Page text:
Vagaries in IAEA reporting under the JCPOA may be a consequence of language in the agreement; the agency’s usual term of reference for materials subject to safeguards is “inventory,” but the JCPOA makes use of the term “stockpile.” The IAEA says it is certain about what it is including in any Iranian “stockpile.” But it has told member states that, following the lifting of sanctions called for in the UN Security Council and IAEA board resolutions on January 16, the IAEA must not disclose most data it obtains from verification work in Iran. According to JCPOA negotiators, without that confidentiality provision Iran would not have agreed to the deal.
Governments negotiating agreements often seek to gain valuable flexibility to shelter their activities from outsiders. While some officials in JCPOA governments have expressed regret that the IAEA under the nuclear deal is reporting less information, ambiguity may afford parties more leeway to handle delicate or contentious compliance issues. This possibility arises insofar as the agreement’s compliance provisions do not differentiate between dire violations and less serious ones. In any case, JCPOA parties will get the information they need about Iran’s ongoing nuclear activities through technical briefings, back channels, and other sources.
While less reporting may provide the parties flexibility to smooth over implementation difficulties, or in the worst case brush off noncompliance, the most important issue concerning incidents like Iran’s heavy-water overproduction is that, if frequent or routine, such challenges may create pressure to shift the burden of compliance from Iran to the other parties. It cannot be the responsibility of these states to absorb or manage Iran’s excess production of sanctioned items. The most straightforward solution is for Iran not to produce them.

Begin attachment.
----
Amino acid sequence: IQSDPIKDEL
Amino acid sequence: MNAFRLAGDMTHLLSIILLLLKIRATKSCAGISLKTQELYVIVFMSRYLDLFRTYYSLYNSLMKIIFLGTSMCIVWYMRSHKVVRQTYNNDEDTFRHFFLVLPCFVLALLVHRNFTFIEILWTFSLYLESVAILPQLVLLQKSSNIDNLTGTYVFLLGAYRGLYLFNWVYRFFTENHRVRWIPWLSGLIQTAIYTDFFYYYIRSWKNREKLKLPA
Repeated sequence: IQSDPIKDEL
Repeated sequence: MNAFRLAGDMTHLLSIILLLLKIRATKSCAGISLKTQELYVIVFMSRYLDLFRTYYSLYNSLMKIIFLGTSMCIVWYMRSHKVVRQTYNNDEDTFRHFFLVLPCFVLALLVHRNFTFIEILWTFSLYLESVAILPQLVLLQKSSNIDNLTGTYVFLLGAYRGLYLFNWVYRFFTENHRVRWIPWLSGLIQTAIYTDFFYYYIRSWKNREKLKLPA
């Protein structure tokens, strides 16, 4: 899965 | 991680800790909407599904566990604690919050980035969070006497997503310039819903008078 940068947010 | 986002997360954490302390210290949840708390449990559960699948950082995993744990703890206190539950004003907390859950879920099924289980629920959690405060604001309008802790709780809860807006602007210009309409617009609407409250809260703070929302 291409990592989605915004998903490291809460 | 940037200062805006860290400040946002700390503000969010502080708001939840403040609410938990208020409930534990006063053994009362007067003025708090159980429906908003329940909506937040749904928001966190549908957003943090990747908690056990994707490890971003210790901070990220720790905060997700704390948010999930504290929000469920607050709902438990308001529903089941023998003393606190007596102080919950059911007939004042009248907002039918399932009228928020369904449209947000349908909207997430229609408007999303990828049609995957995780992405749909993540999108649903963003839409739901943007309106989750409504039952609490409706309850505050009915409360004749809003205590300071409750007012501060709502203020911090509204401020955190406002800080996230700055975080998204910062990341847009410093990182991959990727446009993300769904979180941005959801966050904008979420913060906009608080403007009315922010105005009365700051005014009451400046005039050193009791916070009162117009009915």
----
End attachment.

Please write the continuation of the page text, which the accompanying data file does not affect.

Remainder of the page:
Lack of Clarity About the Verification Process
The JCPOA obligates Iran in Section T of Annex I “not [to] engage” in specific “activities which could contribute to the design and development of a nuclear explosive device.” But the agreement does not assign the IAEA (or any other entity) any responsibility for verifying or providing confidence that Iran is not pursuing “weaponization.”
Follow-up on Iran’s commitment not to weaponize its nuclear program is appropriate. Required actions—by the powers, by Iran, by the IAEA—should be spelled out by the JCPOA’s parties. This is especially so since the IAEA’s previous investigation of persistent allegations that Iran in the past had worked on the development of a nuclear explosive device and nuclear weapons were “closed” by the board—implying that they would not be ultimately resolved—without important questions having been answered to the satisfaction of verification personnel. Some of these allegedly weapons-related activities are specifically prohibited in perpetuity in Section T of the JCPOA.